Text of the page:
Review of Quantitative Finance and Accounting, 21: 103–122, 2003
2003 Kluwer Academic Publishers. Manufactured in The Netherlands.
Analysts’ Rationality and Forecast Bias:
Evidence from Sales Forecasts
DAVID P. MEST
Stillman School of Business, Seton Hall University, 400 South Orange Avenue, South Orange, NJ 07079
Department of Accounting, College of Business Administration, University of North Texas, P.O. Box 305219,
Denton, TX 76203-5219, USA Tel.: 940-565-3080
Abstract. When optimistic forecasts can improve access to management, rational analysts have incentives to
issue optimistically-biased forecasts (Lim, 2001). This paper proposes that the extent of this optimistic forecast bias
will depend on the forecast’s importance to management. If management attaches less importance to a forecasted
measure, analysts should decrease their forecast bias because the expected beneﬁts of issuing optimistic forecasts
are less. We examine analysts’ earnings and sales forecasts, and predict that analysts’ optimistic bias will be greater
for earnings than for sales. Results are consistent with our predictions and contribute to the evidence that analysts’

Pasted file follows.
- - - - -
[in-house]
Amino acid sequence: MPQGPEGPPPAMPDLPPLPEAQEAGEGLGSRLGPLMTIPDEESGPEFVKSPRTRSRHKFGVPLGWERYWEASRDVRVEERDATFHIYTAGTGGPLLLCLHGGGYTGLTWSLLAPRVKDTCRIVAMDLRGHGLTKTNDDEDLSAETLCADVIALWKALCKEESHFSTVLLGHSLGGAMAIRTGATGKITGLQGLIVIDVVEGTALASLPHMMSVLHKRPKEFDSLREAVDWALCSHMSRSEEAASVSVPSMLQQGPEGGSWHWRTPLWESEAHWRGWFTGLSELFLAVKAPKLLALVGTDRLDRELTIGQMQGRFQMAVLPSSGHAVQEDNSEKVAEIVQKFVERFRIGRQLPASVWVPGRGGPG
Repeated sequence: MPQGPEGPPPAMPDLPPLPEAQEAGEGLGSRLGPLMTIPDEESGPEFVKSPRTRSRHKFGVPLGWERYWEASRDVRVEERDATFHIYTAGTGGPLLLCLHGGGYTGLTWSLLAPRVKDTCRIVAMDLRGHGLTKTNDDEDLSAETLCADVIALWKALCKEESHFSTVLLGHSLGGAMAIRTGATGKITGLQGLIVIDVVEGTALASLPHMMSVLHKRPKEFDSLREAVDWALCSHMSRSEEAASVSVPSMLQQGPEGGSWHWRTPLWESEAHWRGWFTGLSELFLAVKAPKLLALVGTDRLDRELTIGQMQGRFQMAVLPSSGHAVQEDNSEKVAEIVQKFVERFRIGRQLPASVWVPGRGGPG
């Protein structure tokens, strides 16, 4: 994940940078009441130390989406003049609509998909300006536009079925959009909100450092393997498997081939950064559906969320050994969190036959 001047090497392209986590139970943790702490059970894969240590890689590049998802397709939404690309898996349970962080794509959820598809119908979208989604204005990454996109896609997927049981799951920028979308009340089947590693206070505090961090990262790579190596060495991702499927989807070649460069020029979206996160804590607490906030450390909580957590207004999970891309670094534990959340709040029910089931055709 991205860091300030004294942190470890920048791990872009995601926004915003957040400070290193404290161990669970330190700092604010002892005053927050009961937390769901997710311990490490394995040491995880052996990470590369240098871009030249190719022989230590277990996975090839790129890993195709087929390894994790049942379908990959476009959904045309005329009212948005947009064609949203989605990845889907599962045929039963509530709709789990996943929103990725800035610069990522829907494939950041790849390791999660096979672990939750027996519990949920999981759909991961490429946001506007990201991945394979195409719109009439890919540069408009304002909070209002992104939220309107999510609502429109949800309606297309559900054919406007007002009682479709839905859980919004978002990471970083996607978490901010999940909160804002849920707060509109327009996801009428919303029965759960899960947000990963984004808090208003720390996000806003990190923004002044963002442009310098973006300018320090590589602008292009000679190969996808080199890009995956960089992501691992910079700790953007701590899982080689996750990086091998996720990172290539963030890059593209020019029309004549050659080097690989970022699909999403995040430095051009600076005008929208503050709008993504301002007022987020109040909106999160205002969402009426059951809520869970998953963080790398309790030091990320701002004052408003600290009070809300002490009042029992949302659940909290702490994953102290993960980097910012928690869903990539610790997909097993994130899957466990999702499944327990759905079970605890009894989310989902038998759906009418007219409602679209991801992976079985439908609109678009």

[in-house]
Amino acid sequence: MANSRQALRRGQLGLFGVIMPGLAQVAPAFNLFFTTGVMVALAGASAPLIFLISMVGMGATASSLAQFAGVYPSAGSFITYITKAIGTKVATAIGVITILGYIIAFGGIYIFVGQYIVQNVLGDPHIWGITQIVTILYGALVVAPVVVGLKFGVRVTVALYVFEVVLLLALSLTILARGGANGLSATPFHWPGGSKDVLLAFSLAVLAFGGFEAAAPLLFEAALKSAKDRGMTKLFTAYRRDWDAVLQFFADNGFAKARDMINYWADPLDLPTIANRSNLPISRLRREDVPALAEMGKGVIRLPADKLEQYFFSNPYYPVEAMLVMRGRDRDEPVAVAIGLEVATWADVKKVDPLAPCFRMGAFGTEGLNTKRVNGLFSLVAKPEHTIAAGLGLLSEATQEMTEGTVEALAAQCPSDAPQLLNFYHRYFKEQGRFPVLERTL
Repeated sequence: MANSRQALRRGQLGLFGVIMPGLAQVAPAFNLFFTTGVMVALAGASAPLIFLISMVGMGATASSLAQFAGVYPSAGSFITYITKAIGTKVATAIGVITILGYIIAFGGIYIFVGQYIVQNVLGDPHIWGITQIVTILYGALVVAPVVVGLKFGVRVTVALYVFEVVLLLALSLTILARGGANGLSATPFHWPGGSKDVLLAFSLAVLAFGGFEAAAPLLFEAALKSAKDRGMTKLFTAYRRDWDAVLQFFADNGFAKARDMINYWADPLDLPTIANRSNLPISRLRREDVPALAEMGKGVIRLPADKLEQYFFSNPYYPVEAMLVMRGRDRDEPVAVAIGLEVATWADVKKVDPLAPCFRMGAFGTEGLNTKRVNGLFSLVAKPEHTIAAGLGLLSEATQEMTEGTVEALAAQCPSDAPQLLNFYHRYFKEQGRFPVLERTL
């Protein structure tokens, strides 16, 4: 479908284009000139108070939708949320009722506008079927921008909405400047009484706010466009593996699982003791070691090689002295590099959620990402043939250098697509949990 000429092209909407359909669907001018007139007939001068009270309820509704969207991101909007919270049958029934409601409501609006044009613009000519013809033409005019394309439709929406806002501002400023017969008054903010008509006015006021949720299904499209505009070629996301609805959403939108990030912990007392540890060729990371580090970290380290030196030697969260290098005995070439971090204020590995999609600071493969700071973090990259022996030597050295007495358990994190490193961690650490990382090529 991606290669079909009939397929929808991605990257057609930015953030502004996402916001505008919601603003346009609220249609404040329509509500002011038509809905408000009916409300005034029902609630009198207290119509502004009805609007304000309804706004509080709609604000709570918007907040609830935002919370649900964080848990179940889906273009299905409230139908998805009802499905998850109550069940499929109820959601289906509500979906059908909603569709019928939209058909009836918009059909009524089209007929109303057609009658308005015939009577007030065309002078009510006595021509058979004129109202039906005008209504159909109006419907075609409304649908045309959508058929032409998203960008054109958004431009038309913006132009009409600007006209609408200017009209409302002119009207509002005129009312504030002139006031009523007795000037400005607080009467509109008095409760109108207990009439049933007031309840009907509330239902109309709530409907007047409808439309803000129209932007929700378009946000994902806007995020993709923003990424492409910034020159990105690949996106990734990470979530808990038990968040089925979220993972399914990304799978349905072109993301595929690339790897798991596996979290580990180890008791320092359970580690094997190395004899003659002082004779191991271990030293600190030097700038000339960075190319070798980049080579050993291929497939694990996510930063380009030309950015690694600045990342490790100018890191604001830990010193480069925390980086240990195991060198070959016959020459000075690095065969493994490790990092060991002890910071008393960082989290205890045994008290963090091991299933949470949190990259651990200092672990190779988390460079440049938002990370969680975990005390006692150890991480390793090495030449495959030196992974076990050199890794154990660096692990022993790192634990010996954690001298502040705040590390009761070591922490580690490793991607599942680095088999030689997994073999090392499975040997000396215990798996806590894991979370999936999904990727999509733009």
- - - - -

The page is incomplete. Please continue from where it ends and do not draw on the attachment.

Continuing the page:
forecast bias is rational and intentional.
Key words: analysts’ forecasts, bias, rationality, earnings, sales
JEL Classiﬁcation: M4, C5
Numerous studies show that analysts’ earnings forecasts are overly optimistic.
this optimistic bias, researchers often conclude that analysts’ forecasts are suboptimal or
irrational. Lim (2001) argues that optimistic forecasts may be optimal from the analyst’s
perspective. He proposes a model in which rational analysts intentionally bias earnings
forecasts upward in order to gain management’s favor and improve access to company
management. Management is an important source of information for analysts, and man-
agers prefer favorable earnings forecasts because they justify higher equity values. Higher
equity values provide managers with higher compensation levels (via more valuable stock
options) and improve investors’ assessment of management’s job performance. Evidence
also suggests that management penalizes analysts who issue unfavorable forecasts by re-
stricting the amount of information shared with them.
By gaining management’s favor
and improving access to management, analysts can improve their information about the
company, and thus increase their forecast accuracy.